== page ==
So, while the market got a little dose of sense today, let’s not get too far ahead of ourselves, Powell will likely do his best to keep 10YR Treasury yields out of the 5% clouds, even if it kills his inflation fight, and investors will likely do their best to keep finding a way to boost their abstract hopes back up based on any fume of hope Powell gives, though the Hindenburg Omen indicates they may be getting a little edgier now. A lot may ride at this possible tipping point on whether Friday delivers us goldilocks numbers on PCE inflation and on revised Q1 GDP.

Bill Bonner would agree with me on this one:

On the surface, the Fed is four-square, dead-set against inflation. It will swear upon a Trump Bible that it intends to get the CPI down to 2%, and that it will look neither to the right nor to the left until the job is done….

The US economy doesn’t need cheaper credit. Just the opposite; it could use higher interest rates to lower inflation. As it is, consumer prices are still going up at about two times the Fed’s target….

[However,] at a uniform 5% interest … America would need to use almost 20% of its GDP just to pay interest... while swindling the next generation by leaving the principal amount unpaid….

Mathematically, the US could pay down its debt. It would require abandoning its global empire, however. And trimming domestic social welfare programs too. Politically, it is impossible to make those changes; like an alcoholic, the country will have to ‘hit bottom’ first….

That leaves inflation as the only real option. The feds know that. They need to get the inflation rate up, not down, so that the real value of the government’s debt goes down to a more manageable level. That’s why, even with inflation at twice the Fed’s target, Powell is still insisting that the next move will be to lower rates, not raise them. 

The public may not want higher prices. But the people who matter do – Big Money, Big Business, and Big Government. Stay tuned. 

It certainly appears Powell is moving that way. In the very least, he’s trying to help the government keep its interest rates below that 5% line., but he’s doing it by jawboning down bonds, not with looser policy because that would be huge public cave-in on inflation that would be impossible to answer for with inflation rising. 

So, the market is not going to get what it wants as soon as it wants it. There are other signs of a tipping point being reached to report on, too:

One writer on Seeking Alpha points out:

Three key indicators that measure investor expectations for the SPX are suggesting a major top is coming. As you'll see, all three points to an "extreme" degree of bullish sentiment in the universe of traders who trade the SPX. They are all indicating the same thing - the soon ending of this bull market and/or the beginning of a major correction….

Up to 50% or more of an asset's price, either up or down, can be driven by the emotions of fear and greed alone….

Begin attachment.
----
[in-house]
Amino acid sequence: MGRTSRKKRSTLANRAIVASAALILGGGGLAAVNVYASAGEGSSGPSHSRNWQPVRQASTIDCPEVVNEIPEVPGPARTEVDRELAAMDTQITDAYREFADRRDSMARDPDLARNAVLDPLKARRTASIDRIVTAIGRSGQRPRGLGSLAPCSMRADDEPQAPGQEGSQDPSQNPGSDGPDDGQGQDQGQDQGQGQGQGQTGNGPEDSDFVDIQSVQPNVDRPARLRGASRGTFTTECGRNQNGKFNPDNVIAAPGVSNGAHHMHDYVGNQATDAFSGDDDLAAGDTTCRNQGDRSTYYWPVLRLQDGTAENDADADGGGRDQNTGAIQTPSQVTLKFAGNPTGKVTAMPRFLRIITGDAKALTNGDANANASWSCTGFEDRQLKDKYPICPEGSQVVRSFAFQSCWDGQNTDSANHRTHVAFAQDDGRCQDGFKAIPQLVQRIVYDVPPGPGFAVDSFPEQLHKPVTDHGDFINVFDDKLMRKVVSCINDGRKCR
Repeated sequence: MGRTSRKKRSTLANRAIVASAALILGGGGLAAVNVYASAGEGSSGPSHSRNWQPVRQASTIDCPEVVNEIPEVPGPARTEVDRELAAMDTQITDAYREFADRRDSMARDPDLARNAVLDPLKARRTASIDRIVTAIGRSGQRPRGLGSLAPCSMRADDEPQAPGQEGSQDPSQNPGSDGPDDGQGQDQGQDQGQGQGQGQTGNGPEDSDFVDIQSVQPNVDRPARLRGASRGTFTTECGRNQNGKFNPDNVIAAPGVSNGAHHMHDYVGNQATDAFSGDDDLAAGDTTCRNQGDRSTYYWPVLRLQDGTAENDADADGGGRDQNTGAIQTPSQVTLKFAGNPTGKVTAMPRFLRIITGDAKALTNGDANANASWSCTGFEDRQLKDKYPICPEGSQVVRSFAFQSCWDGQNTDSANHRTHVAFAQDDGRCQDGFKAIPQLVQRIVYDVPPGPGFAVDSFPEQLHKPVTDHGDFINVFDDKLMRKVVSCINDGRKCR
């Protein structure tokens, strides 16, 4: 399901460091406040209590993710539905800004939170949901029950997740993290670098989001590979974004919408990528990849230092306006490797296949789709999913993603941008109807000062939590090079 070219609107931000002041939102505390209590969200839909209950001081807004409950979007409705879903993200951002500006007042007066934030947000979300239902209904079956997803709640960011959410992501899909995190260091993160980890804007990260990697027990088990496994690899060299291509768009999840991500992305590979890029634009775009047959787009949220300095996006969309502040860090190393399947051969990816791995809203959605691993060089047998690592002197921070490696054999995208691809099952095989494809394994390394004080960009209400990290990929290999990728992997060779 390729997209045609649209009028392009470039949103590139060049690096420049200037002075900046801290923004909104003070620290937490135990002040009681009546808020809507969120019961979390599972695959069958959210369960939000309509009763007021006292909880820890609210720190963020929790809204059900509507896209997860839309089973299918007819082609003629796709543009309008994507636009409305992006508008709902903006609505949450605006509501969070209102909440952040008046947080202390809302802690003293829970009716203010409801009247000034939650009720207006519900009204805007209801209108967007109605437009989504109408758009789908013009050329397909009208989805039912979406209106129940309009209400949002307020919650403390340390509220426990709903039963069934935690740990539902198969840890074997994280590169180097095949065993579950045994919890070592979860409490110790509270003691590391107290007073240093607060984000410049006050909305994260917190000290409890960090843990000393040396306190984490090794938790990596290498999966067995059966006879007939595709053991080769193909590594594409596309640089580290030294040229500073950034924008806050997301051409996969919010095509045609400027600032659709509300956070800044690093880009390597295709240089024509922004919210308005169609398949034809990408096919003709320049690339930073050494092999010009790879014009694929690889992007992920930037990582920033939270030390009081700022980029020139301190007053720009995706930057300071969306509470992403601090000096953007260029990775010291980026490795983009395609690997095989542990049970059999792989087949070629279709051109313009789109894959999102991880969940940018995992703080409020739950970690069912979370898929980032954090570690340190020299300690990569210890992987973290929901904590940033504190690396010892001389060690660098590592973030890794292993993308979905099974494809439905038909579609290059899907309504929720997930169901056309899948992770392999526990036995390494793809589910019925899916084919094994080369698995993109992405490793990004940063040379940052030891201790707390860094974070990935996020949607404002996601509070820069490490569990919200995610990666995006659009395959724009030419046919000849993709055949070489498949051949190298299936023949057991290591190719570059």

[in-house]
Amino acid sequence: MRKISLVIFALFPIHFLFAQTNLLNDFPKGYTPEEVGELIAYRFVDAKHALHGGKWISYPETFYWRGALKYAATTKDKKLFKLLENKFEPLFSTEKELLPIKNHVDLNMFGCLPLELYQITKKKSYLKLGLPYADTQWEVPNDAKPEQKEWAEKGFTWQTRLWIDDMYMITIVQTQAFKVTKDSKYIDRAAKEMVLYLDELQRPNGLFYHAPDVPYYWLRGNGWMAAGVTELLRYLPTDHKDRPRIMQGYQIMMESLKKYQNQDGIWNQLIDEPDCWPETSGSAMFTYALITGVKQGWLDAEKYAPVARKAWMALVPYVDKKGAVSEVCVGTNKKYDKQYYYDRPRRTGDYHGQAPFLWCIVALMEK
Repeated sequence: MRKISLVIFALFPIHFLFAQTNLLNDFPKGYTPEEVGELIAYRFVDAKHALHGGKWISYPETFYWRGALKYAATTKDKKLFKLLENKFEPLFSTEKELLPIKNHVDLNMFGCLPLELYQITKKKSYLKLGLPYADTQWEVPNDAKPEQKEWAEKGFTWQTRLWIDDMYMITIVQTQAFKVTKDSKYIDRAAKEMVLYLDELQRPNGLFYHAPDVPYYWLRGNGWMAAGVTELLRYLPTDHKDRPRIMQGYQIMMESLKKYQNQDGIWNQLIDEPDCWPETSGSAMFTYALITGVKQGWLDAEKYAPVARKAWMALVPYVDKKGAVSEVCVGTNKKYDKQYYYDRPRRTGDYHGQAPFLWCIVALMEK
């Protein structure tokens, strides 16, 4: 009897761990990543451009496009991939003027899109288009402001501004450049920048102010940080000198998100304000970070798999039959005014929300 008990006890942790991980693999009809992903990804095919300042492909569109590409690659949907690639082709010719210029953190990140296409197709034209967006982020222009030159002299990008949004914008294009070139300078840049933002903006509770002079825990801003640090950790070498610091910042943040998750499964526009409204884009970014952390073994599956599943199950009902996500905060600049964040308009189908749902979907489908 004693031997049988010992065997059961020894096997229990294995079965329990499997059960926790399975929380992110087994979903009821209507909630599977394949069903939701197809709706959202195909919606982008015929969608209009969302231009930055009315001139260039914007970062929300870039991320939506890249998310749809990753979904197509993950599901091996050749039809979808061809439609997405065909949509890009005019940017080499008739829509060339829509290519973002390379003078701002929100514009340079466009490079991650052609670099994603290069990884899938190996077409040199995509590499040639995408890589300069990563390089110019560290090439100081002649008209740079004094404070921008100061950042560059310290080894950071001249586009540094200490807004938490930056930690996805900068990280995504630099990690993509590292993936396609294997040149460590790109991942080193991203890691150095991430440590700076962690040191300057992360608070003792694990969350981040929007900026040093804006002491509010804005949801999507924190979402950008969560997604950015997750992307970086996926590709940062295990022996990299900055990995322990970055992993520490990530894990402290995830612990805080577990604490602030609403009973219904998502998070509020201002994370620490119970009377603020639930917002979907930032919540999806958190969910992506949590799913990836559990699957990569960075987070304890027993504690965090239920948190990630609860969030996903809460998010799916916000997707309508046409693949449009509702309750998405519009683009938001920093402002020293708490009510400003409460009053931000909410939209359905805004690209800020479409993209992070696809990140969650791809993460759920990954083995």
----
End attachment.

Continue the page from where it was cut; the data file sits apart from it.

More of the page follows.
History has taught us that prices will move opposite what investors expect when "too many" investors have that expectation. I want to emphasize this last point: The theory applies only when those expectations have reached an extreme….

Professional SPX Money Managers Aren't Shorting This Market….

There are now simply "too many" bulls and far "too few" bears.

Study the chart. It's obvious that … low short positions occur at market peaks.

Dealer's long positions are just 17.5% of their total. This is highlighted in yellow in the chart below.

We believe it is highly probable the SPX will have a zero return over the next nine months, and a negative return over the next eighteen….

While we believe the market has begun the actual topping process (which could take months), we still think the actual peak in the SPX index will be in August.

Says another Seeking Alpha writer

The recent Guardian/Harris poll finds that most Americans think that the US economy is in a recession. This is corroborated with the recent sharp drop in the Michigan Consumer to sub-70, which is consistent with the recessionary readings. In fact, consumer confidence has been at recessionary levels since 2022….

In addition, businesses also think that the US economy is in a recession. The ISM manufacturing index has been in contraction (sub 50 level) since November 2022. In addition, the ISM service PMI index just dipped in contraction (sub 50) in April 2024.

So, everybody thinks we're in a recession now, the majority of people, managers of manufacturing firms, and managers or services firms.

The truth of this, I just wrote about in my latest “Deeper Dive: Record-Shattering Stealth Recession Approaching.”

Because it is a stealth recession, there is a huge …

disconnect between what managers and consumer think/feel, and what the official data is showing….

The S&P 500 (SP500) is primarily pricing earnings growth, and in a recession, earnings drop by 10-15%, which results in a recessionary bear market.

The consumer and manager surveys indicate the perception that we are in recession or contraction. And yet, the earnings expectations growth for the S&P 500 is 9.5% for 2023 and 14% for 2025.

There is clearly a disconnect. The earnings growth projections are likely irrational, as this would require a perfect soft-landing, where inflation falls, the Fed cuts, and consumer sentiment rises.

However, the consumer is telling us that a brief period of deflation will be necessary - and that means a recession. Thus, the S&P 500 is facing a recessionary bear market.

(Note that Seeking Alpha articles require a membership, so I have not included them in the headlines below, but I did put links in the texts above for those who have such memberships.)